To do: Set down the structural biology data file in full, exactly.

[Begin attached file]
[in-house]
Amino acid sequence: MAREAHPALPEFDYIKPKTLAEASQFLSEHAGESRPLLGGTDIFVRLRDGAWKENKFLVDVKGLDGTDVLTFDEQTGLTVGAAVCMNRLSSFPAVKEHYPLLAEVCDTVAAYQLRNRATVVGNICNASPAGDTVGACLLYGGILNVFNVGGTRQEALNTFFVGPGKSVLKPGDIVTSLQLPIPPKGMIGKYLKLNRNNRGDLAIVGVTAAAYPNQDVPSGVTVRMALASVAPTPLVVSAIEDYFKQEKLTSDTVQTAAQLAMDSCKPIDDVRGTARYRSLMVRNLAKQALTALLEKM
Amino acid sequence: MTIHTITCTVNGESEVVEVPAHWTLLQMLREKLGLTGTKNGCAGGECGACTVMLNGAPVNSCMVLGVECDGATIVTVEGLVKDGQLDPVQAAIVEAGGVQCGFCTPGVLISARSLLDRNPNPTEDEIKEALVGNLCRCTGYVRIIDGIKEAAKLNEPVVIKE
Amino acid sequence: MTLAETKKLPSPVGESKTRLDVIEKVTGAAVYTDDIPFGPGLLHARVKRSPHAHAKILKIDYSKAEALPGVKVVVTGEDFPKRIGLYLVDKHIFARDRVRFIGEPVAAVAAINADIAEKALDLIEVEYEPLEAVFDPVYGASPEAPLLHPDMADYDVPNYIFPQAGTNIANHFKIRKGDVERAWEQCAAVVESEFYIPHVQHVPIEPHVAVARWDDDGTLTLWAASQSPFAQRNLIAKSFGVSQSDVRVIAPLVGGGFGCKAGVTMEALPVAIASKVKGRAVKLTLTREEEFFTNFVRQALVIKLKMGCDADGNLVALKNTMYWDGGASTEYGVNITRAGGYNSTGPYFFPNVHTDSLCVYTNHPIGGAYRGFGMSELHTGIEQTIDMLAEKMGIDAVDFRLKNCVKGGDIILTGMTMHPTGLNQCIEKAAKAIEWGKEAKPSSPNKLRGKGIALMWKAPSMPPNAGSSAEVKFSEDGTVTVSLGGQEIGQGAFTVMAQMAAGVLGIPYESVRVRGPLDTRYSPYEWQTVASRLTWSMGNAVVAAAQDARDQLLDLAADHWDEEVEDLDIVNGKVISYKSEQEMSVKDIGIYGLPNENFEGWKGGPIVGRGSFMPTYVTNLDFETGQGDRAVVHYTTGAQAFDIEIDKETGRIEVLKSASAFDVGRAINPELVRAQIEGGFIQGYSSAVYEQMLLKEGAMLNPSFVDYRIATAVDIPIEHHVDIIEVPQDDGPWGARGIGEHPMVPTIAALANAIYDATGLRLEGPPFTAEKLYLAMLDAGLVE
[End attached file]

[in-house]
Amino acid sequence: MAREAHPALPEFDYIKPKTLAEASQFLSEHAGESRPLLGGTDIFVRLRDGAWKENKFLVDVKGLDGTDVLTFDEQTGLTVGAAVCMNRLSSFPAVKEHYPLLAEVCDTVAAYQLRNRATVVGNICNASPAGDTVGACLLYGGILNVFNVGGTRQEALNTFFVGPGKSVLKPGDIVTSLQLPIPPKGMIGKYLKLNRNNRGDLAIVGVTAAAYPNQDVPSGVTVRMALASVAPTPLVVSAIEDYFKQEKLTSDTVQTAAQLAMDSCKPIDDVRGTARYRSLMVRNLAKQALTALLEKM
Amino acid sequence: MTIHTITCTVNGESEVVEVPAHWTLLQMLREKLGLTGTKNGCAGGECGACTVMLNGAPVNSCMVLGVECDGATIVTVEGLVKDGQLDPVQAAIVEAGGVQCGFCTPGVLISARSLLDRNPNPTEDEIKEALVGNLCRCTGYVRIIDGIKEAAKLNEPVVIKE
Amino acid sequence: MTLAETKKLPSPVGESKTRLDVIEKVTGAAVYTDDIPFGPGLLHARVKRSPHAHAKILKIDYSKAEALPGVKVVVTGEDFPKRIGLYLVDKHIFARDRVRFIGEPVAAVAAINADIAEKALDLIEVEYEPLEAVFDPVYGASPEAPLLHPDMADYDVPNYIFPQAGTNIANHFKIRKGDVERAWEQCAAVVESEFYIPHVQHVPIEPHVAVARWDDDGTLTLWAASQSPFAQRNLIAKSFGVSQSDVRVIAPLVGGGFGCKAGVTMEALPVAIASKVKGRAVKLTLTREEEFFTNFVRQALVIKLKMGCDADGNLVALKNTMYWDGGASTEYGVNITRAGGYNSTGPYFFPNVHTDSLCVYTNHPIGGAYRGFGMSELHTGIEQTIDMLAEKMGIDAVDFRLKNCVKGGDIILTGMTMHPTGLNQCIEKAAKAIEWGKEAKPSSPNKLRGKGIALMWKAPSMPPNAGSSAEVKFSEDGTVTVSLGGQEIGQGAFTVMAQMAAGVLGIPYESVRVRGPLDTRYSPYEWQTVASRLTWSMGNAVVAAAQDARDQLLDLAADHWDEEVEDLDIVNGKVISYKSEQEMSVKDIGIYGLPNENFEGWKGGPIVGRGSFMPTYVTNLDFETGQGDRAVVHYTTGAQAFDIEIDKETGRIEVLKSASAFDVGRAINPELVRAQIEGGFIQGYSSAVYEQMLLKEGAMLNPSFVDYRIATAVDIPIEHHVDIIEVPQDDGPWGARGIGEHPMVPTIAALANAIYDATGLRLEGPPFTAEKLYLAMLDAGLVE